SBF’s trial resumed on Oct. 27, with the former billionaire taking the stand in the latter half of the day after the prosecution’s final witness in the case was excused.
The hearing began with the prosecution bringing their witness — FBI agent Mark Troiano — to the stand to primarily provide insights into the existence, nature, and authenticity of Signal groups involving SBF.
Following Troiano’s testimony and cross-examination, the prosecution rested its case and handed over the courtroom’s reigns to the defense, which began its case with the testimony of SBF himself.
During his testimony, he asserted that attorneys played a pivotal role in shaping crucial decisions within the exchange. He maintains that his actions were driven by a sincere belief in their legality, given that legal experts had approved certain aspects of his policies.
Nevertheless, during the cross-examination, he occasionally faltered in his responses, frequently citing a lack of recollection regarding interactions with lawyers. The presiding judge continuously emphasized the importance of providing direct responses to the questions posed.
The jury was sent home before SBF took the stand, and none of the members were present during the former billionaire’s testimony.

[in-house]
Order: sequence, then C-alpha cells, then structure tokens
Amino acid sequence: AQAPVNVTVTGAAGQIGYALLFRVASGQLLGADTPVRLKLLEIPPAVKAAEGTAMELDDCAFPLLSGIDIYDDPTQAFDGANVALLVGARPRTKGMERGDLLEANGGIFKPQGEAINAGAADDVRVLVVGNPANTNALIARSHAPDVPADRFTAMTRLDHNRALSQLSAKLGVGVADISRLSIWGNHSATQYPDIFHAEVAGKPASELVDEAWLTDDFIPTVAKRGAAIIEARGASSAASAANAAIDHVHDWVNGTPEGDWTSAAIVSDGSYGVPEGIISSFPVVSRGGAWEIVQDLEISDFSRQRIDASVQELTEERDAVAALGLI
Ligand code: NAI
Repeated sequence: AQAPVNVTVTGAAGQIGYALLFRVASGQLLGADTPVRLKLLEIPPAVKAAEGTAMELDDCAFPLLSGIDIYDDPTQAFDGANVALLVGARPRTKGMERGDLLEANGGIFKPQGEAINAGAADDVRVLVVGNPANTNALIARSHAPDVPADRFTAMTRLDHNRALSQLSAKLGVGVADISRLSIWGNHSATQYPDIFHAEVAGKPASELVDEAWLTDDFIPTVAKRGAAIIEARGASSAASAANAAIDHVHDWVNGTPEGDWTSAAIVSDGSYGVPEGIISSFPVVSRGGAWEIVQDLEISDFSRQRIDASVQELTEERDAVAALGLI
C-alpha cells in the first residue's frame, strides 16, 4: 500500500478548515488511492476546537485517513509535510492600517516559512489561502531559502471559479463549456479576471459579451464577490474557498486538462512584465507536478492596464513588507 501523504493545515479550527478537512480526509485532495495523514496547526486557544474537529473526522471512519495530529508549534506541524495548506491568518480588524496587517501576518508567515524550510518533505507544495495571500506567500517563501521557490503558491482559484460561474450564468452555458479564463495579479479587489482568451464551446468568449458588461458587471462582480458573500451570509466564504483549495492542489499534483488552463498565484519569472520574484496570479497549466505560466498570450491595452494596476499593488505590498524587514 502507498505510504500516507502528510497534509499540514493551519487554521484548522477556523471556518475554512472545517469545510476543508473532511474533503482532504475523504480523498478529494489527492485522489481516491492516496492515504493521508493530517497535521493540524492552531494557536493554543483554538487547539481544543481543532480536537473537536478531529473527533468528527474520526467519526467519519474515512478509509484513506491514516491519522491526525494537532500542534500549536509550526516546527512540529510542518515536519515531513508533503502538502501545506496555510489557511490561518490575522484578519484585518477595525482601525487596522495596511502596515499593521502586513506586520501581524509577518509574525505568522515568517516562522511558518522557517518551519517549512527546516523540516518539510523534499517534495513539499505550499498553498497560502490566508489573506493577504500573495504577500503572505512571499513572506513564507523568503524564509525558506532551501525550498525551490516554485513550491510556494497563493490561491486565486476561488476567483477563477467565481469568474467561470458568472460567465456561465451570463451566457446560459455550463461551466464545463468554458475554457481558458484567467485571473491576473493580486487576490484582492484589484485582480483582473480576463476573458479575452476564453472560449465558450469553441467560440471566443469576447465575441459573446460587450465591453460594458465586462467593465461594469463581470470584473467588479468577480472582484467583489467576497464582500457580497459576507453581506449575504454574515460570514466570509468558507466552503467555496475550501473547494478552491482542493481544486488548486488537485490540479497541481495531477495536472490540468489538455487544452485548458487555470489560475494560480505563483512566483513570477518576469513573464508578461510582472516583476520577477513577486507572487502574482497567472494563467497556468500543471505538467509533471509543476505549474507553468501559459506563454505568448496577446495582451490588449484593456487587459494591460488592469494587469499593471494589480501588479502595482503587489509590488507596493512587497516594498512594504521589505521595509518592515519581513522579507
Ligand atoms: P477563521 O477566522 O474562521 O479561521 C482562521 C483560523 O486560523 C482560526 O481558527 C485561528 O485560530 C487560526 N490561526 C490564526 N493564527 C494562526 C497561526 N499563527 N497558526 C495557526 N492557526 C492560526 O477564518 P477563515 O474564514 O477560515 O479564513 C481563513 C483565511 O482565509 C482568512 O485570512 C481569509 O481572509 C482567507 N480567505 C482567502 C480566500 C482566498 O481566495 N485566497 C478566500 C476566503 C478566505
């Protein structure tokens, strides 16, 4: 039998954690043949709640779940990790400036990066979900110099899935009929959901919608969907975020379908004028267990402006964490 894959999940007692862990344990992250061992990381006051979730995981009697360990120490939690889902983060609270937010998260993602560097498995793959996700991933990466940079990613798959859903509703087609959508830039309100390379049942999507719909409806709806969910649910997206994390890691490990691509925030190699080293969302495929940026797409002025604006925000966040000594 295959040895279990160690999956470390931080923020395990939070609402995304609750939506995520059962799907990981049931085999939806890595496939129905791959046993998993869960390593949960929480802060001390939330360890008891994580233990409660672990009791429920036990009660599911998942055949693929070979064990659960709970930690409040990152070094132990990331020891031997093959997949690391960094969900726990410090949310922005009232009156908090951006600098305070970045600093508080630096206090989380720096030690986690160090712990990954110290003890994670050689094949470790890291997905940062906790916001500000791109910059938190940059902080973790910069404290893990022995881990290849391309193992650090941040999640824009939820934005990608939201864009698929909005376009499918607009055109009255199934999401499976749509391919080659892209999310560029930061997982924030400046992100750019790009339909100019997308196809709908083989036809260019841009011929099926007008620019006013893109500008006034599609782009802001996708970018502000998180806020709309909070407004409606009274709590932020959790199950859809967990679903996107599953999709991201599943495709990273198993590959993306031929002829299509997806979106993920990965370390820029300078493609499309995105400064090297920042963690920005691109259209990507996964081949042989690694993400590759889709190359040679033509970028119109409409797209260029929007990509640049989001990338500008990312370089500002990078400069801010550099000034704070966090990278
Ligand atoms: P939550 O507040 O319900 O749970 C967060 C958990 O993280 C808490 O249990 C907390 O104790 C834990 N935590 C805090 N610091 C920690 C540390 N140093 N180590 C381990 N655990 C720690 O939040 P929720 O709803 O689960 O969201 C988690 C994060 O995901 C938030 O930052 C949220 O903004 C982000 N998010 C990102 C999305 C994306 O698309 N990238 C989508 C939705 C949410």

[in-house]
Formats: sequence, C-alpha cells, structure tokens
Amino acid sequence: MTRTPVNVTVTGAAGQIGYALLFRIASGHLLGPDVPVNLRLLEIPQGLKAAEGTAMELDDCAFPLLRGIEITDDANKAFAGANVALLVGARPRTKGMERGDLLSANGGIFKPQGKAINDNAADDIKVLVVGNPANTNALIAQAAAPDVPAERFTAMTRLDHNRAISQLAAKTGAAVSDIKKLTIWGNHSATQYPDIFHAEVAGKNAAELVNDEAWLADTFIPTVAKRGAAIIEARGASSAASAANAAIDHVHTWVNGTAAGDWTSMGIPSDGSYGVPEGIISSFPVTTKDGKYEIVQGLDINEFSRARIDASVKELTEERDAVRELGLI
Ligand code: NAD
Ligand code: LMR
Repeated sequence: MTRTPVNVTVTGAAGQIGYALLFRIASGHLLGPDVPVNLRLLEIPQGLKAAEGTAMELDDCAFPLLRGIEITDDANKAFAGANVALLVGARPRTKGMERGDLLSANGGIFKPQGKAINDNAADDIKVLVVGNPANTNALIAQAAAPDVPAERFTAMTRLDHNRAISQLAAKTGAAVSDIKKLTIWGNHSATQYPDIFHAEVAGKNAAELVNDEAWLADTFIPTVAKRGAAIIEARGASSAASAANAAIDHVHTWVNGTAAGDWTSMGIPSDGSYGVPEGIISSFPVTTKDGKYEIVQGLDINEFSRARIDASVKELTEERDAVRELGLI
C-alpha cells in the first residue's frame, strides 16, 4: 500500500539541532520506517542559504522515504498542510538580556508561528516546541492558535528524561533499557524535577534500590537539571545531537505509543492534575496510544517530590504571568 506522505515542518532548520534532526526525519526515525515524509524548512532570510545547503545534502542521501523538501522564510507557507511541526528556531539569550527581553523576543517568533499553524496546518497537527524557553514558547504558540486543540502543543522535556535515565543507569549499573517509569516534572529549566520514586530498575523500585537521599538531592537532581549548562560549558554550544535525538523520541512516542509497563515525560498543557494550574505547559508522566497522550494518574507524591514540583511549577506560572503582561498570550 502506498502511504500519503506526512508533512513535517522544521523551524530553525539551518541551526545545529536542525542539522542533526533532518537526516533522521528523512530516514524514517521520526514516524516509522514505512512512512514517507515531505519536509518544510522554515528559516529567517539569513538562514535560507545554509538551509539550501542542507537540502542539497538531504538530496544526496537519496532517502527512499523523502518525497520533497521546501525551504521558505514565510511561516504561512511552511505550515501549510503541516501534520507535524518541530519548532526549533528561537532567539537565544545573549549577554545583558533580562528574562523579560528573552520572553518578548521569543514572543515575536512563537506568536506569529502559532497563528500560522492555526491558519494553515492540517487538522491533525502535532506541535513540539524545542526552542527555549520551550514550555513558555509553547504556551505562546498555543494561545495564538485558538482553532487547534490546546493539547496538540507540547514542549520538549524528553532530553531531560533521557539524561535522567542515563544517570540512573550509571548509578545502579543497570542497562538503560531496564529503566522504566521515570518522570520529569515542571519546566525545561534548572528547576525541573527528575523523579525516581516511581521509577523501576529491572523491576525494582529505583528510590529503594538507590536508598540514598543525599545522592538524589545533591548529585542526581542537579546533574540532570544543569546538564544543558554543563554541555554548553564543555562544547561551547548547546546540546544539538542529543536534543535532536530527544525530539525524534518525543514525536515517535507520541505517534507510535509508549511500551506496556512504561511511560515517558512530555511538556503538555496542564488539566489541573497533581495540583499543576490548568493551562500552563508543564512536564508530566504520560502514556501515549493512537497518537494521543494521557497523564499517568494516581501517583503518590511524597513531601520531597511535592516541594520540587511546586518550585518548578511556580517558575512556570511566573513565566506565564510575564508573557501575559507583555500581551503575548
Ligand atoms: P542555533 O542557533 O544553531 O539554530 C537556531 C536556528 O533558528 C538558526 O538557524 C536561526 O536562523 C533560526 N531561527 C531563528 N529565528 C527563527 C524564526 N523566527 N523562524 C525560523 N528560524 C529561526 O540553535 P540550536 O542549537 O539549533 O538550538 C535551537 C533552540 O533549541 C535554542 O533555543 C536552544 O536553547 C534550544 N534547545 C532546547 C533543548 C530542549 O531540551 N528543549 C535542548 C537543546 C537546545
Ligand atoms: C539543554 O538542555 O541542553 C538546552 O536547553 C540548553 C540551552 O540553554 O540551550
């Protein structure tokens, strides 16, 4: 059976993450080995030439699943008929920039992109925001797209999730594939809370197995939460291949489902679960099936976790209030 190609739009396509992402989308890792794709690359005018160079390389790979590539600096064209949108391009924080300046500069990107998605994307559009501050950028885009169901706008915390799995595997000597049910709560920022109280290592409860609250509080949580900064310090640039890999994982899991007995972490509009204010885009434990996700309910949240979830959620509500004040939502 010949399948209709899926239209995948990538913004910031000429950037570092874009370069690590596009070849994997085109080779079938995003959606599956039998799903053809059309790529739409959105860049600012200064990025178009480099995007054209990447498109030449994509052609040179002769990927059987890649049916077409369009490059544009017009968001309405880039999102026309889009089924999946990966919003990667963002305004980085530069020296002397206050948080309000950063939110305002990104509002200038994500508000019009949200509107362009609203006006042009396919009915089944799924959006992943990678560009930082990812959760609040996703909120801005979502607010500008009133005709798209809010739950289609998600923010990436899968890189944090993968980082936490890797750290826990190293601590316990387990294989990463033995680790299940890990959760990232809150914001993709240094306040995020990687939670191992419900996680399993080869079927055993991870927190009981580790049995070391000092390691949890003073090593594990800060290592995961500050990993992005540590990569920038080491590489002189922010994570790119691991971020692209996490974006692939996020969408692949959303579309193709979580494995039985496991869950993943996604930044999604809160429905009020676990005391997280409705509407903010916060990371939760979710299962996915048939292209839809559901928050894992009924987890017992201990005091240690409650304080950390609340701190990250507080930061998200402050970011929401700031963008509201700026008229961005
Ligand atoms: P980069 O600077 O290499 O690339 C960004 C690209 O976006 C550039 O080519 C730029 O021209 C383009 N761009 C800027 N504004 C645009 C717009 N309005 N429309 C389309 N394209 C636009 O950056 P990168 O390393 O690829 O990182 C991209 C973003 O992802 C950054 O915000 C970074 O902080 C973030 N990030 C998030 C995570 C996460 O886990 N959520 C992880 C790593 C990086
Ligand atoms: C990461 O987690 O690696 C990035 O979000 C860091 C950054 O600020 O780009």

Judge Lewis Kaplan told the courtroom that the government contends the jury should not hear certain parts of SBF’s testimony. It is unclear which aspects of the testimony are unsuitable for the jury.
300 Signal Groups
Troiano’s testimony revolved around his examination of Signal groups found on the devices of Caroline Ellison and Gary Wang. These Signal groups are central to the prosecution’s case.
To establish the credibility and authenticity of the electronic evidence, Troiano testified that he cross-referenced the names and phone numbers associated with the participants in these Signal groups. He said this step was essential in ensuring that the digital communication within these groups was a reliable basis for the trial.
One critical aspect that Troiano highlighted was the sheer volume of Signal groups that SBF was involved in. He revealed that the former billionaire had participated in over 300 Signal groups between 2021 and 2022. This information suggests that SBF was extensively engaged in digital communications and collaborations during that period.
Furthermore, Troiano noted that a substantial portion of these Signal groups — roughly 288 of them — had the auto-delete functionality enabled. This feature automatically deletes messages after a set period, which could affect data retention and information preservation within these groups.
During Troiano’s cross-examination, the defense aimed to clarify several crucial aspects of the case.
The defense began by seeking to establish that Troiano had not directly worked on the case, suggesting a degree of detachment from the specific circumstances. The lawyers subsequently turned to the creation and handling of a significant document presented during Troiano’s testimony called GX 1083.